Assessing the Evidence of Low‐level Radiation Effects
Environmental Management and Health
Article publication date: 1 January 1992
The quantification of the effects of low‐level radiation is based mainly upon epidemiological studies. Recent reassessment of the data from Japanese survivors of the effects of radiation from Second World War bombing and from ankylosing spondylitis patients reveals an increased risk of leukaemia from low level exposures. The implications for the health of radiation workers and the management of the nuclear power industry are important. There is controversy over possible hormetic effects. A true hormetic effect has to be seen to affect the whole person. Although there is evidence at the cellular level that low‐level radiation may enhance the body′s immune system, this is not sufficient to justify widespread scientific support. This is particularly since the speculation on the effects of low‐level radiation and the connection with the occurrence of leukaemia is creating concern. The increases in the incidence of disease and the pattern of distribution remain difficult to explain while the task of translating the evidence from individual cases proves increasingly difficult in the context of varied types of radiation and the properties of particular radionuclides.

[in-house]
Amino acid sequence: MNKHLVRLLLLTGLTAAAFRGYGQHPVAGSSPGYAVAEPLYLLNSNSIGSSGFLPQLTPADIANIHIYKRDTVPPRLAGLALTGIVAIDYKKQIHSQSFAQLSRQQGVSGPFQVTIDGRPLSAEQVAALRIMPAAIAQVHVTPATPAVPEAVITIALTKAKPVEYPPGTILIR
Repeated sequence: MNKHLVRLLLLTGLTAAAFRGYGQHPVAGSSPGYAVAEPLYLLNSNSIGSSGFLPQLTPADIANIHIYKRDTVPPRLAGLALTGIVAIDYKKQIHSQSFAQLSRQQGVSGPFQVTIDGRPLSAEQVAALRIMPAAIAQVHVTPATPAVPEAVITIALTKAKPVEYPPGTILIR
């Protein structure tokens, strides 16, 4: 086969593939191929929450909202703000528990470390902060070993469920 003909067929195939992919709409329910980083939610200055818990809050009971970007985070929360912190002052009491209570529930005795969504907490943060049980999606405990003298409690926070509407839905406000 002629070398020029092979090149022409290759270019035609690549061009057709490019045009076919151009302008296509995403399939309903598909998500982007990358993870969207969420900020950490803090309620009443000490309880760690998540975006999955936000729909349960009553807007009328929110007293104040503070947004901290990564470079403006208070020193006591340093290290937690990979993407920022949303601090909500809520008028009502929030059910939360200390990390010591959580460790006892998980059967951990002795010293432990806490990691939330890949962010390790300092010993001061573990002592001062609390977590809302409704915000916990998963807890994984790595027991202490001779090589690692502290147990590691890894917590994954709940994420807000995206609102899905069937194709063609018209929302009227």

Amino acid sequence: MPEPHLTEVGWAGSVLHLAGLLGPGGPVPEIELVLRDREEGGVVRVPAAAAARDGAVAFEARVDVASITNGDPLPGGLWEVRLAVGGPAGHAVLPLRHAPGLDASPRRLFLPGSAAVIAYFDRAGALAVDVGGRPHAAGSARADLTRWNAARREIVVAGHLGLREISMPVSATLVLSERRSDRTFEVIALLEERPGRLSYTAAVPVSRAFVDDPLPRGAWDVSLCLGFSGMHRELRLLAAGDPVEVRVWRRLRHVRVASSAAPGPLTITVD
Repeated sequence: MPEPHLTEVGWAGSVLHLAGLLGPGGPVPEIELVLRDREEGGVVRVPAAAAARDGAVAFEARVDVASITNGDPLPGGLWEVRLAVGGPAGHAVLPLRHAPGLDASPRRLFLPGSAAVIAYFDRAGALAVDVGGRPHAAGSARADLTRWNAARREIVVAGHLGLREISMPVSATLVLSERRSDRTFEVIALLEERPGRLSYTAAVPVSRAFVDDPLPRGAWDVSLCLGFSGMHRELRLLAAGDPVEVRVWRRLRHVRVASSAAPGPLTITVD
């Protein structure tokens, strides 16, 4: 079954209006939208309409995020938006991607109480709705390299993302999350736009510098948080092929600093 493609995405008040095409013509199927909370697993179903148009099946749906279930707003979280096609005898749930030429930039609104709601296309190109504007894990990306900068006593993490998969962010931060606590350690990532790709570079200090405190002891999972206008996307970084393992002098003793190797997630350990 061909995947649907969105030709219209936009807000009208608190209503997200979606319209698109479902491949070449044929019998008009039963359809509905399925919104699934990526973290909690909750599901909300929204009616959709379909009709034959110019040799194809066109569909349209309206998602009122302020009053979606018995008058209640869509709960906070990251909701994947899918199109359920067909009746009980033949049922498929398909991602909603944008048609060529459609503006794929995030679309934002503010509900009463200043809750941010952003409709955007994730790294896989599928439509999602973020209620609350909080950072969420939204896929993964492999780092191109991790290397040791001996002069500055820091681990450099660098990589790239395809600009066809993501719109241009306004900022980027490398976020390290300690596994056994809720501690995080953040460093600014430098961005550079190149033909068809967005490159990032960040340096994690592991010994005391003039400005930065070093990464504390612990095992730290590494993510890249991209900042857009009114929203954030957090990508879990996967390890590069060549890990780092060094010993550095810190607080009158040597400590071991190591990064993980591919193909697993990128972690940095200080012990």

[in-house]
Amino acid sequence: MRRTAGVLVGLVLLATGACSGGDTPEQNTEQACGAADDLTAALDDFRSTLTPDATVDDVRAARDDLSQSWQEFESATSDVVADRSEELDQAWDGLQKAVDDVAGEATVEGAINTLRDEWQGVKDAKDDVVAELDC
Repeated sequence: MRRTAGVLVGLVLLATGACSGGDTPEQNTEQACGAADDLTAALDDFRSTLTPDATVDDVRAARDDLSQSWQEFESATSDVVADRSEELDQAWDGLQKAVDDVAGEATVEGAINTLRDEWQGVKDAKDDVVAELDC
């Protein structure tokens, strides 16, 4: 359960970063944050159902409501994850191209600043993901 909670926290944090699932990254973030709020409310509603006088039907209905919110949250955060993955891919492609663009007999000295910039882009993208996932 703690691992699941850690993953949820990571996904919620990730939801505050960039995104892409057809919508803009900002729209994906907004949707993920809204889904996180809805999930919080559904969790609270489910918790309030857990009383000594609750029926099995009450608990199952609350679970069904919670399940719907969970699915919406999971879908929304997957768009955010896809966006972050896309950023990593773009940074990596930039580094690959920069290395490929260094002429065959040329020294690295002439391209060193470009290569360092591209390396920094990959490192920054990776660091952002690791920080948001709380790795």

Barnaby, N.M.S. and Frost, S. (1992), "Assessing the Evidence of Low‐level Radiation Effects", Environmental Management and Health, Vol. 3 No. 1, pp. 6-10. https://doi.org/10.1108/EUM0000000002789
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